I did notice there are 2 other capacitors on the board that do have the bulged cap that I read is an indication of failure. Another 220μf 25v and a 1000μf 25v. They are in close proximity to the one that failed and on the same circuit. These however behave the exact same as others on the board with the same ratings.

    Like you said, I don't have the proper equipment so it's possible they are blown, my testing just doesn't show that.

    There is a commercial electronics place around here but they are open 9-5 Mon-Fri so I have to hit them on Monday. I will also start using 1k resistors to discharge/short them.

    "The Source" packaging doesn't mention ESR ratings. I'm assuming the commercial shop will have exactly what I'm looking for. I will also pick up a proper capacitor tester. I may want to invest in a better multimeter as mine is a $10 "Radio Shack" digital multimeter.

    Thank you all for your help and links to information. I've read quite a bit about "ESR" but nothing mentioned what it stood for. From what I gathered it was an acronym for the "leaking" behaviour's actual name. I will Google it to find out.

    I seemed to be somewhat correct. It seems ESR(Equivalent Series Resistance) is the natural resistance of the materials used to create a capacitor. Nothing to do with the leaking from what I can tell. I haven't a clue though.

    Thank you all again!
    Last edited: May 30, 2010
  6. studiot

    AAC Fanatic!

    Nov 9, 2007
    It is very unlikely that the only fault was the failure of a single capacitor.
    It is even more unlikely that there would be no response at all from the circuitry with that capacitor simply missing. The unit would likely work, but not properly.

    So I conclude that your unit has bigger ills that this one capacitor failure.
  7. WrinkledCheese

    Thread Starter New Member

    May 30, 2010
    I suck at explaining myself...

    Good to know!!! I figured once one blew the rest would be protected via in-circuit resistors etc. I know NOTHING lol

    I wouldn't even try turning it on with anything missing. What I meant to say was I put the new capacitor in and still had no output on the monitor, although when I moved my mouse when the computer was in "power save mode" the LED changed from orange to green, which didn't happen before replacing the capacitor I tested as faulted.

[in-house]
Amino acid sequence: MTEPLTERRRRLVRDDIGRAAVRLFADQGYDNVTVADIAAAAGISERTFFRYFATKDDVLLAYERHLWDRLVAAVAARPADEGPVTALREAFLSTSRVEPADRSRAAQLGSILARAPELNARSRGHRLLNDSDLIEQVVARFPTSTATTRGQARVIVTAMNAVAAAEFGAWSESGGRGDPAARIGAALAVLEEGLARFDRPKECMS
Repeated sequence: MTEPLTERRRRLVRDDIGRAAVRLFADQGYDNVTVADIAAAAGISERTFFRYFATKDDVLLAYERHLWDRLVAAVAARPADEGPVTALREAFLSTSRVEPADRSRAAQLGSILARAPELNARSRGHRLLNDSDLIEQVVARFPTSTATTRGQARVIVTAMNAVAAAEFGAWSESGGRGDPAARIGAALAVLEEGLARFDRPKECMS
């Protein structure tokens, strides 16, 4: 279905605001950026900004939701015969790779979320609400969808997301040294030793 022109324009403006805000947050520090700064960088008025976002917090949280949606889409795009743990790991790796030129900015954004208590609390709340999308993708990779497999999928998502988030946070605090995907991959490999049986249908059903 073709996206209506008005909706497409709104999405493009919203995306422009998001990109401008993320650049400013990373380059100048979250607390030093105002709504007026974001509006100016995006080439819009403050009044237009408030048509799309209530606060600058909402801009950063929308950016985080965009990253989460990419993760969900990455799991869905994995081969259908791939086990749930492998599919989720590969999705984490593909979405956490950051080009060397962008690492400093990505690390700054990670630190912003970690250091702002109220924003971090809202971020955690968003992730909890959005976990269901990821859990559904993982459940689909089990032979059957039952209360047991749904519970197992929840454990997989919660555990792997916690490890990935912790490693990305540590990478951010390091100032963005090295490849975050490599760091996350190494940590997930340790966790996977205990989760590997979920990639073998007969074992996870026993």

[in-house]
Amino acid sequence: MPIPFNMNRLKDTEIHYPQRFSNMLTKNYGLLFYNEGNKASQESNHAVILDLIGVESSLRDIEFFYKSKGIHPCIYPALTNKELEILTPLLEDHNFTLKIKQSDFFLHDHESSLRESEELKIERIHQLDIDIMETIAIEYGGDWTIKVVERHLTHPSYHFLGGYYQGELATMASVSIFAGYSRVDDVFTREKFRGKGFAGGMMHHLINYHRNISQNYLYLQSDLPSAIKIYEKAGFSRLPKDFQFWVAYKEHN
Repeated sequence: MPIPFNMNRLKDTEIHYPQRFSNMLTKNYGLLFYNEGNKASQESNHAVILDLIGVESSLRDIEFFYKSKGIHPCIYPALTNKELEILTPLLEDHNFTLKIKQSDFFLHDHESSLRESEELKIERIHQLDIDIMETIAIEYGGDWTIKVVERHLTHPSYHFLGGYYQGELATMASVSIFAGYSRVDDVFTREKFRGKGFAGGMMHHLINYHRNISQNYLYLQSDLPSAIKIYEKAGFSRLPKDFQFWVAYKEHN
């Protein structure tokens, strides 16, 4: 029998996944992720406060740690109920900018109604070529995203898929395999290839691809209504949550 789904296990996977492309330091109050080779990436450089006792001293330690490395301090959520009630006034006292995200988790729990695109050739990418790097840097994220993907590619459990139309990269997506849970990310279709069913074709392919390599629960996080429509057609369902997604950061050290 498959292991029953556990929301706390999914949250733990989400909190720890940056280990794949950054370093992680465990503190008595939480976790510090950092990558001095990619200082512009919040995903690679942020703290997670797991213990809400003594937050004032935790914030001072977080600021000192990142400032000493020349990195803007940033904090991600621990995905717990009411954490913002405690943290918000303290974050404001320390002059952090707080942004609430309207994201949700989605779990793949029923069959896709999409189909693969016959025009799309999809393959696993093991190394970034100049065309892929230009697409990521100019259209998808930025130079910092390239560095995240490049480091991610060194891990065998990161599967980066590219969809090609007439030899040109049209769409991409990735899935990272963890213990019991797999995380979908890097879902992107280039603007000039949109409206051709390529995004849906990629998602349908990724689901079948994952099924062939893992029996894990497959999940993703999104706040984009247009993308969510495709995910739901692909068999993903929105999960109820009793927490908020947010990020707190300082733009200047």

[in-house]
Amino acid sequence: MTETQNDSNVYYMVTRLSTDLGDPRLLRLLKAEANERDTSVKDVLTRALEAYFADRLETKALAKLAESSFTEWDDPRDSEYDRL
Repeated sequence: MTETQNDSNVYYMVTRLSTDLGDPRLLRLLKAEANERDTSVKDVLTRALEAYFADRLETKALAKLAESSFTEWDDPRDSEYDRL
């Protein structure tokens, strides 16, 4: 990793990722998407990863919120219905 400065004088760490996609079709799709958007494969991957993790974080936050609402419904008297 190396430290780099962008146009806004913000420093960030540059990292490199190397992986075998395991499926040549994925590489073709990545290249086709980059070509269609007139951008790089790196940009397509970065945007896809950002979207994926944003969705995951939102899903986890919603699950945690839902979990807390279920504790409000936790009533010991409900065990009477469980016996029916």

I figured as much ;) There are two more capacitors with "mushroomed" caps that I'm going to replace. I hope that's the end of it.

    If you look at the circuitry picture in my first post, you can see two more "mushroomed" capacitors. One immediately left of the green -/+ symbols where the capacitor I removed belongs and one to the "north-east" about an inch.

    Thanks!!! Some good info in this post. I should probably pick up a circuitry book and read it from cover to cover.

    If it ain't broke. Fix it until it is. LMFAO this one never gets old.
  8. WrinkledCheese

    Thread Starter New Member

    May 30, 2010
    I went to the local industrial electronics store and they charged me $2.63 for the 3 capacitors I THINK I need. I priced their cheepest multimeter with capacitance built in and it was $270 + tax. They said they're aimed at industrial applications and I told him I do electronics as a hobby so that's a little out of my price range and I will have to stick to my $10 Radio Shack multimeter for now.

    The only brand they carried was Fluke, which is the industry best he said. I will see if I can find one for a cheaper price somewhere else. I'm looking for something in the $45 range. Nope, not $50...$45 lol

    I found this one, it doesn't have the capacitance symbol but it does say "cap".

    If anyone can find one on e-bay for a reasonable price that would be awesome, or let me know if this one will do the job. I'd like to keep it under $100.

    Just found another...just $4.99 out of my price range.

    Unfortunately the one at princess auto only goes up to 20 microfarads(uf) and starts at 0. The packaging says from 0-20mF, and on the device itself it said 2nF to 2uF then 20uF. Damn!!!

    So I just googled, and got a wikipedia page:
    it says there is a difference between mF and μF. The packaging says 0-20mF(200,000μF) but the device itself only shows 20μF. Their slogan is "no sale is final until you're satisfied" so I might as well pick it up, give it a shot and if it works, awesome, if not, return it. Claim the packaging is misleading.

    The manual says 20μF :/ ah well...back to the drawing board.

    I found this project that is cheap and looks like fun. Says it has a range to 500uF

    I also found this one, it's not a multimeter but a capacitance meter only. $15 not bad. The pictures show it going up to 20mF but the auction says it goes up to 20,000uF which is 2mF.
    Last edited: May 31, 2010
  9. thatoneguy


    Feb 19, 2009
    Fluke meters are about the best you can get, rugged, accurate, and it takes a lot to kill one.

    You could get by with a cheaper "All-in-one" Multimeter that tests capacitors/inductors/transistors, plus voltage/current/diode/resistance measurements for about $45 on eBay from a no-name chinese place.

    The accuracy is about 10%, but it's better than not knowing at all.